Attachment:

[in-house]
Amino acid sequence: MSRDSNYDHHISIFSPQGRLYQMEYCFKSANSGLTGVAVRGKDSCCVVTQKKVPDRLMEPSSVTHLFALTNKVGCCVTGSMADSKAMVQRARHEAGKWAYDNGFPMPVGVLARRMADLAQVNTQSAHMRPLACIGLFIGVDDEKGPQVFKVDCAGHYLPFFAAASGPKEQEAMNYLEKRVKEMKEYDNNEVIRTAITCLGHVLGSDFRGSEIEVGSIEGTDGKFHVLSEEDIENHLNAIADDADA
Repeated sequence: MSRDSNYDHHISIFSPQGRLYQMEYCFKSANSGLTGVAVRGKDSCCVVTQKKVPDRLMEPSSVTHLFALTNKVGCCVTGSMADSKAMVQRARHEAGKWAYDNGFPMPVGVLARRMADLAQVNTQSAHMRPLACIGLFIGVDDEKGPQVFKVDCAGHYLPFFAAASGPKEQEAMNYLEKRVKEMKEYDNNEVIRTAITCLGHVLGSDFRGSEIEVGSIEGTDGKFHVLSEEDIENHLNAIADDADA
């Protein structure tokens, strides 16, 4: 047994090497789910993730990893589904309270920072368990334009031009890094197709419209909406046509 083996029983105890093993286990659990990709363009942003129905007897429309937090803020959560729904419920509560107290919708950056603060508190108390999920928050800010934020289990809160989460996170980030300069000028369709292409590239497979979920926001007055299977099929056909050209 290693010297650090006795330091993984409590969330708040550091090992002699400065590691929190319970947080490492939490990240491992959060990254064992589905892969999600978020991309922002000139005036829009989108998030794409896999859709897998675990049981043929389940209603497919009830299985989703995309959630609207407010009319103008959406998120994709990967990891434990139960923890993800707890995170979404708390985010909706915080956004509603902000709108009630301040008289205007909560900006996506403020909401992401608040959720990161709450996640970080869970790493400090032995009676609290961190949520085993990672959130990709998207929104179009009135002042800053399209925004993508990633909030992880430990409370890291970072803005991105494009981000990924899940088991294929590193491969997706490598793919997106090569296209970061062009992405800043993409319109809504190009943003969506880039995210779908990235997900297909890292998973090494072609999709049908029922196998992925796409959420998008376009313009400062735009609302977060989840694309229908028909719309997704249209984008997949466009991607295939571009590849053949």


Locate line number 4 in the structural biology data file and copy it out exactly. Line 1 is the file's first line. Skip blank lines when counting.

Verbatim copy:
């Protein structure tokens, strides 16, 4: 047994090497789910993730990893589904309270920072368990334009031009890094197709419209909406046509 083996029983105890093993286990659990990709363009942003129905007897429309937090803020959560729904419920509560107290919708950056603060508190108390999920928050800010934020289990809160989460996170980030300069000028369709292409590239497979979920926001007055299977099929056909050209 290693010297650090006795330091993984409590969330708040550091090992002699400065590691929190319970947080490492939490990240491992959060990254064992589905892969999600978020991309922002000139005036829009989108998030794409896999859709897998675990049981043929389940209603497919009830299985989703995309959630609207407010009319103008959406998120994709990967990891434990139960923890993800707890995170979404708390985010909706915080956004509603902000709108009630301040008289205007909560900006996506403020909401992401608040959720990161709450996640970080869970790493400090032995009676609290961190949520085993990672959130990709998207929104179009009135002042800053399209925004993508990633909030992880430990409370890291970072803005991105494009981000990924899940088991294929590193491969997706490598793919997106090569296209970061062009992405800043993409319109809504190009943003969506880039995210779908990235997900297909890292998973090494072609999709049908029922196998992925796409959420998008376009313009400062735009609302977060989840694309229908028909719309997704249209984008997949466009991607295939571009590849053949």